Bishop Hying

Faithful asked to prayerfully reflect on many Church issues posed by pastoral letter

As published in the Northwest Indiana Catholic on March 6, 2016   


       I am supremely enthused about our upcoming diocesan synod!  Last week, the synod commission, a broadly representative group guiding this whole process, met for the first time. The conversation was electric as members shared creative ideas, asked insightful questions and offered joyous hopes about the synod and the future of our diocese. 

      Last Saturday, we celebrated the Eucharist at Holy Angels Cathedral to officially proclaim the synod and release my pastoral letter, which I hope will serve as an opening reflection in a broad and bracing conversation about our future together. The joy, faith and enthusiasm of the people gathered at the Mass were contagious. 

      I invite everyone to read my pastoral letter. About 28 pages (with pictures!), the letter is hopefully long enough to be substantive but not such a tome that would be off-putting to many potential readers.  The letter is both a reflection on how we, as Catholics, understand the Church theologically (called ecclesiology) and a more practical reflection on eight principal components of the Church’s life and activity here in Gary. 

      The eight areas include evangelization, worship and sacraments, formation, marriage and family, social teaching, young people and youth ministry, stewardship, and vocation and leadership training.  In each section, I share what I have observed and learned in my varied encounters around the diocese, affirming the great amount of good, lifting up the challenges and difficulties and asking some questions to prime our spiritual and pastoral thinking and discerning.

      I particularly invite parish leadership, including priests, deacons, lay ministers, staff and pastoral councils, as well as religious communities and school staffs to read the letter and then reflect on it as a group sometime before the end of July. This thinking and praying together will set the table and build the base for the rest of the synod process.

      I pray that each will be renewed and strengthened in our own relationship with God and the practice of our faith, as well as think and question more critically how we can all contribute towards continuing to build a more vital and flourishing Church, a comm of faith both engaging and engaged in the world around us, parishes, schools and organizations that draw people like a magnet towards Christ and his saving Gospel.  I just heard a profoundly beautiful statement on the radio: “We are called to live in such a way that others will want to know the God we worship.”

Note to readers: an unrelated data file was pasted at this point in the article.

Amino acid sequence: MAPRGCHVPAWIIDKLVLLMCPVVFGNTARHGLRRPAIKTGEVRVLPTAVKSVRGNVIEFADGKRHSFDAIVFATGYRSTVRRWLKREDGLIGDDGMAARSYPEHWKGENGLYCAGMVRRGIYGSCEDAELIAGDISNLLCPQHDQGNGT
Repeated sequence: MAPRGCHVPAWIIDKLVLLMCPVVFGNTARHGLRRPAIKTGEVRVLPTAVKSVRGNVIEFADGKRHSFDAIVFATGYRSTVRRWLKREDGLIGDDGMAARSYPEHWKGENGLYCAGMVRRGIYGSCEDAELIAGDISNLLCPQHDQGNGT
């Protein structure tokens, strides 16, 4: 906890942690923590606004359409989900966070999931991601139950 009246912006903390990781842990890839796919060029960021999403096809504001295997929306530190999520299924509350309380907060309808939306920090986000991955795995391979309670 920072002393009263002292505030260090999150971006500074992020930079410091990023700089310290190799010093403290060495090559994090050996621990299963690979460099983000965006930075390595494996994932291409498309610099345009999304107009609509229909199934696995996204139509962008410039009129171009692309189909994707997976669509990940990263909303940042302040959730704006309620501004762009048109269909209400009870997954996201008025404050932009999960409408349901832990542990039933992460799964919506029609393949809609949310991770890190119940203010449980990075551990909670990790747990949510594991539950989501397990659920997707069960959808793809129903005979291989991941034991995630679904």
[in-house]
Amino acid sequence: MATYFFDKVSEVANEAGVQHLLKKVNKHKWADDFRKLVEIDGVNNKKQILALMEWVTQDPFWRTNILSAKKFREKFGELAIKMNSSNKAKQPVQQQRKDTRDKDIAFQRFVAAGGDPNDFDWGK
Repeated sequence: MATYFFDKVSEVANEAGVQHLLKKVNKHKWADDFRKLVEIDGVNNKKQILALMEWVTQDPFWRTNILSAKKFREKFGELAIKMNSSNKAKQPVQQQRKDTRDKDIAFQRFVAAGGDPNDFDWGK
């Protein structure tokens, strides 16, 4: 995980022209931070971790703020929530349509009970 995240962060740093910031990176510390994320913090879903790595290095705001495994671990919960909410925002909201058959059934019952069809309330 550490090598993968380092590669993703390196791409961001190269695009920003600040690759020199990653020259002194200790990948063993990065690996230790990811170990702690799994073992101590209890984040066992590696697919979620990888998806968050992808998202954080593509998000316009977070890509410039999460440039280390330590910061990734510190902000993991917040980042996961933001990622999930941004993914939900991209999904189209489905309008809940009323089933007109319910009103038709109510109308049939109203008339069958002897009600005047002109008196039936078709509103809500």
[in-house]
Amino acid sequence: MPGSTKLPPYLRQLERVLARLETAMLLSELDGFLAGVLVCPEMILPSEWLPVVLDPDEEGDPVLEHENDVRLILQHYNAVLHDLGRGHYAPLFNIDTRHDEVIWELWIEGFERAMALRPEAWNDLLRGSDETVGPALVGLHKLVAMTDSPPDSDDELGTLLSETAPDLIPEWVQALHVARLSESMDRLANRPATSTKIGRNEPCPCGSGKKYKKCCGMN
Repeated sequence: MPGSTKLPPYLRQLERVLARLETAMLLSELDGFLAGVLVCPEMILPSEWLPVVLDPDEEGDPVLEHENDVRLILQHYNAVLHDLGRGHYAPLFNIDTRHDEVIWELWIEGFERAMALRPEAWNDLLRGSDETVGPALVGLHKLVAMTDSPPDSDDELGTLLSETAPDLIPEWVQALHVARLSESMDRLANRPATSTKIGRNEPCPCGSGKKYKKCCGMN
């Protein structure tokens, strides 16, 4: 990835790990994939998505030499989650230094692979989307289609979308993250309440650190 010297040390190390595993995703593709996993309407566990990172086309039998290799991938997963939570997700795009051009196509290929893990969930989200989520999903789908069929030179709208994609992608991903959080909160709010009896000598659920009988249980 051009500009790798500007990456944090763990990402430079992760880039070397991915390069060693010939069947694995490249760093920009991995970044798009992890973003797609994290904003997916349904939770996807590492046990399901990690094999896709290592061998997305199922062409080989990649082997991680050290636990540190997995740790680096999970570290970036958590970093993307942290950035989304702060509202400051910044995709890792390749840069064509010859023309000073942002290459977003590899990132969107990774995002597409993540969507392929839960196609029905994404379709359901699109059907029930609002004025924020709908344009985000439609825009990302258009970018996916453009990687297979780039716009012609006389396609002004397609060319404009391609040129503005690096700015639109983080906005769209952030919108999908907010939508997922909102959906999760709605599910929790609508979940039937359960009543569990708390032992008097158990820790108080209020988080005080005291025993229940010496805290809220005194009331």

The second step in the synod process will be parish gatherings this October. Every parish, either by itself or as a cluster, will be invited to hold a three- hour session for all parishioners, either on a weeknight or a weekend, to pray, reflect, discuss and discern the future of our beloved Church, raising up what we love and appreciate about our Catholic faith and also ways to strengthen our fundamental mission in the eight specified areas. 

      The fruit of all this rich conversation will be recorded and synthesized as basic common themes will emerge. These results will be the substance of further refinement on the deanery level next winter, as delegates from the respective parishes will gather to pray and discuss the initiatives and ideas that surfaced at the parish level. 

      These deanery gatherings constitute the third step of the synod process.

      The actual synod, a two-day encounter of chosen delegates from all over the diocese, to be held on Pentecost weekend, June 3-4, 2017, will discern and prioritize the key initiatives, action ideas and plans to guide the future life of our local Church, organized around the eight essential components of ecclesial life.  The final step will be my affirmation of the synod’s conclusions in a document which will serve as our spiritual and pastoral road map for years to come. 

      This process will require much work, commitment, organization, prayer and zeal. It will be more than simply another planning process. My ardent hope and prayer is that this synod experience will transform all of us in the power of the Holy Spirit, that we will feel the electric divine energy that filled those first followers of Christ in the Upper Room on the morning of Pentecost.

       I hope that the synod’s effects will be seen and felt intensely on the level of the entire diocese, every parish and in the life of each member of the Church. Our structures, offices, organizations, communities, families and activities will all be involved in and affected by this process of “walking together” which is what “synod” actually means in the ancient Greek. 

      I invite all of us to join in ardent prayer and critical study as we prepare for this mighty and joyous task!

      “When the time for Pentecost was fulfilled, they were all in one place together. And suddenly there came from the sky a noise like a strong driving wind, and it filled the entire house in which they were. Then there appeared to them tongues as of fire, which parted and came to rest on each one of them.  And they were all filled with the Holy Spirit and began to speak in different tongues as the spirit inspired them to proclaim.  Acts 2:1-4”


     + Donald J. Hying


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     Bishop Hying’s pastoral letter can be read or downloaded from the Diocese of Gary website at or at

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